Review by BoyLover X
"A decent effort for a launch title, but fails to live up to it's potential"
Condemned: Criminal Origins was an Xbox 360 launch title that attempted to appeal to the very mature gamers; the kind that liked gritty, bloody violence and disturbing imagery in the vain of Silent Hill. It was developed by Monolith, who had also developed F.E.A.R., another first person action-horror game, and one that I enjoyed very much. When I saw Condemned in a bargain bin at GameStop for $19.99, I picked it up on an impulse buy. I had heard mixed reviews, so I decided to check it out for myself, and this is what I thought about it.
You play as an FBI detective who tracks a vicious serial killer. You have also been set up as a murderer, and must clear your name by catching the serial killer who framed you. There is a small bit of substance to the story, as your character seems to have premonitions about certain things, and there are some plot twists like trying to find out what is causing the citizens of the city to be driven insane with rage. I became interested in the story, but was disappointed about the lack of resolution about parts of it. There are plot elements that don't get explained.
Okay for a 360 launch title, but the 360 is capable of so much more. Much of the time, you'll see the same textures being repeated. Lots of darkness, lots of broken glass, and lots of wooden boards and doors. The lighting is fairly good, but character models needed some work, as they are a bit jagged and have low-res textures.
The voice acting sounds very unemotional, like the actors didn't care about the story (hey, I didn't either!). Random screams and cries of your enemies are okay, but very repetitive.
Sound effects are good, but music is non-existent besides the occasional rhythm during a cutscene, so there's not much to say about that.
In order to track the serial killer, you must fight your way through lots of run-down buildings. You will be attacked by psychotic, violent people who try to smash your face in with blunt objects. Fortunately, you can smash back. Pipes and wooden boards of various sizes, as well as fire axes and sledgehammers serve as your main weapons. You can attack or block, and your enemies do the same. Block an attack to stun your enemy, and then move in for the kill. This is exciting for the first few encounters, but quickly becomes repetitive.
There are some guns as well, but have extremely limited ammo. Melee weapons are used for pretty much the whole game. This game isn't exactly a first-person shooter. It's more a first-person brawler. Don't expect a lot of shooting, although it does become more action-oriented towards the end.
When not in combat, there are some parts where you have to use FBI tools to collect evidence. These seem cool, but you can only collect evidence in parts where the game lets you. Instead of giving you access to the tools at any time and letting the player choose when to use them, the game flashes on screen messages to let you know to do some investigating. Then you whip out a camera, DNA sampler, or whatever the game wants you to use and then point in the direction that on-screen arrows show you to point. In other words, you're basically just following some linear little mini-game that requires no skill. This game mechanic only got used well in the last level.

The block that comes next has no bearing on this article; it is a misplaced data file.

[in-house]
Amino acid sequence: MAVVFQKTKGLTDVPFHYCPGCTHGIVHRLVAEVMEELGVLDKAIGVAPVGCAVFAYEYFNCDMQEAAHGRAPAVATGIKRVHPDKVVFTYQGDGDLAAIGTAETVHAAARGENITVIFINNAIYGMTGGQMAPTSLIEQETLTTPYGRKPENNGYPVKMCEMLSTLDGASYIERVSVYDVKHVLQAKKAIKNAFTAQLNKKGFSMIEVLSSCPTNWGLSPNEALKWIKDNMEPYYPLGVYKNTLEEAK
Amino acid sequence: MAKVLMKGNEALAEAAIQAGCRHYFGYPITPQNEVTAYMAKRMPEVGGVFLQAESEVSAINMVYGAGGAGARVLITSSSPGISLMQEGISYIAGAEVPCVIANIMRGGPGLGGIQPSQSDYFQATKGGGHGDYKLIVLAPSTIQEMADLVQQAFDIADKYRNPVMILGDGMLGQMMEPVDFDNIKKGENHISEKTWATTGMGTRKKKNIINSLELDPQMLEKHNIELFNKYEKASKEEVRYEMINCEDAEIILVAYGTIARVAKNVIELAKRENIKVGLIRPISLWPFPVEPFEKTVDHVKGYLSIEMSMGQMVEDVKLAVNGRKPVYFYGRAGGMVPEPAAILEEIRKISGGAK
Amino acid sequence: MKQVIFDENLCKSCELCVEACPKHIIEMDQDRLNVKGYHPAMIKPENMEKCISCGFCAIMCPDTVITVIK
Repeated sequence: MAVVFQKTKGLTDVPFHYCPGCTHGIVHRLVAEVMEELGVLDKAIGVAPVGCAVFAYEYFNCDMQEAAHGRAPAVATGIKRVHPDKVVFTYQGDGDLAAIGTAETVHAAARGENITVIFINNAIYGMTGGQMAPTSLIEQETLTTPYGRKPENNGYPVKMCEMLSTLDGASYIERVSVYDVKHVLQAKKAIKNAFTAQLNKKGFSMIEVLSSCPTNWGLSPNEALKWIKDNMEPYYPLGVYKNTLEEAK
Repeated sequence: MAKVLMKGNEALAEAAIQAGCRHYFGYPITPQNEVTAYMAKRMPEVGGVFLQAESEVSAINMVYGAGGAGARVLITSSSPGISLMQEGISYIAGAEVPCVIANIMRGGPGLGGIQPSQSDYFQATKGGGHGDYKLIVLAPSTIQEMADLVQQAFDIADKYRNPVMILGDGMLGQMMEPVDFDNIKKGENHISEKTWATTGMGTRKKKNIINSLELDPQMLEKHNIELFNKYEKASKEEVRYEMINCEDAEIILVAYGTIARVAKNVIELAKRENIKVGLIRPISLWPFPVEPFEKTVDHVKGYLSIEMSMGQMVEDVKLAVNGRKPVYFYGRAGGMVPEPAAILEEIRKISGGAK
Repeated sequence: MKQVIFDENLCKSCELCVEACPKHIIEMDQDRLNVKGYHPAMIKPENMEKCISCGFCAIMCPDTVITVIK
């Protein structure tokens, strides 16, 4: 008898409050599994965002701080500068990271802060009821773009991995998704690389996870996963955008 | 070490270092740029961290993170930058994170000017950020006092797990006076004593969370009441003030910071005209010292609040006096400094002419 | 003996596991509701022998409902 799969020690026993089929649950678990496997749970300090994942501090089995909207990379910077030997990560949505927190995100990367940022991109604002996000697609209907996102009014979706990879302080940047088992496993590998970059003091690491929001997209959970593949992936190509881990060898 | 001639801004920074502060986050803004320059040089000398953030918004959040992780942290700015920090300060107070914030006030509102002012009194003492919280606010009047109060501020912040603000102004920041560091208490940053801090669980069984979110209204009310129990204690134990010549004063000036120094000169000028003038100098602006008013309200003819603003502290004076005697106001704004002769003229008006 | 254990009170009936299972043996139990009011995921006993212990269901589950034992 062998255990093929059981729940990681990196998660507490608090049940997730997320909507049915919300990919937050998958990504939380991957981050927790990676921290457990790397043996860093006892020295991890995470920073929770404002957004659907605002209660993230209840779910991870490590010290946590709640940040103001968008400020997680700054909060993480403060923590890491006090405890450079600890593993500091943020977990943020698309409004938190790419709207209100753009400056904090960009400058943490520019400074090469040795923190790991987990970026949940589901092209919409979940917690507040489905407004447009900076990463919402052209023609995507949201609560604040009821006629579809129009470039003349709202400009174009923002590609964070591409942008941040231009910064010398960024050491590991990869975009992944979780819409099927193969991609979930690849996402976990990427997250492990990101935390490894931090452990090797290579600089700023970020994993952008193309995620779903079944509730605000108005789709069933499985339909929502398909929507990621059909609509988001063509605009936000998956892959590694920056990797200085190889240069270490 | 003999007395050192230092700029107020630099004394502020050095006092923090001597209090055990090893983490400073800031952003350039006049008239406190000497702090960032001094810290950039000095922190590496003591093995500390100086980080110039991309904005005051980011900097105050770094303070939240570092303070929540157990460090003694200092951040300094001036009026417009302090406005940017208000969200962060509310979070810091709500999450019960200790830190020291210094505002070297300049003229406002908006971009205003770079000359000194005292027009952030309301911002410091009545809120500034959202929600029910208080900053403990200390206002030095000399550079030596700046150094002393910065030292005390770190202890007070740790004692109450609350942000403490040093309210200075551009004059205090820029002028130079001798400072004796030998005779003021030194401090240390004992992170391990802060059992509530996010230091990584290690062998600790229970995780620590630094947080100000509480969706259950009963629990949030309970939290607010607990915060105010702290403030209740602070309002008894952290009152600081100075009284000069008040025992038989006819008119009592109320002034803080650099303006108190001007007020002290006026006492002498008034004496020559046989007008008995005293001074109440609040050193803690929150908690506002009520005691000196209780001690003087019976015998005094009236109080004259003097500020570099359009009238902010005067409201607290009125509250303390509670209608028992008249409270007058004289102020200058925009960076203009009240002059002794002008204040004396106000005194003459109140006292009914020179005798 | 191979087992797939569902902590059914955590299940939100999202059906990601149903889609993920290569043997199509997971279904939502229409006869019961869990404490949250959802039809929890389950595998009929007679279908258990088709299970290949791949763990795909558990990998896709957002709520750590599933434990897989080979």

I guess my biggest problem with the game is the lack of variety in level design. You're just running around, with no real difference in the enemies. Sure, they look different, but all act the same. It's just waves of psychos who pop-out at you from around corners cheaply and madly attack. Your goals are just "investigate aimlessly" and "find a way to open that door" or "turn the valve / lever". Yawn. There are also doors that can only be opened with certain weapons, so you have to run around areas to get the weapon you need, and then backtrack to the door you can now open. Backtracking in this game is bad. A good example of backtracking would be a game like Metroid Prime, where you go back to somewhere by taking a different path. This game just makes you go back through exactly the same hallways you already went through.
Play Time & Replay Value: 2/10
This game is about 8 to 10 hours long at the most, features no multiplayer modes, and isn't exciting enough to warrant playing multiple times.
The tacked-on "replay value" is collecting secret items throughout the game's chapters, which unlocks Achievements and concept art. In my opinion, that's totally lame, but if collecting dead birds is your idea of a good time then go for it.
Final Score: 6/10
This game had some neat ideas but bad execution. The melee combat had a small amount of strategy, but level design was boring and the evidence collection elements were badly implemented except for right near the end of the game.
If you MUST play this game, just give it a rent, since you should be able to finish it pretty quickly and won't find any reason to go back to it.
Reviewer's Score: 6/10 | Originally Posted: 07/10/07
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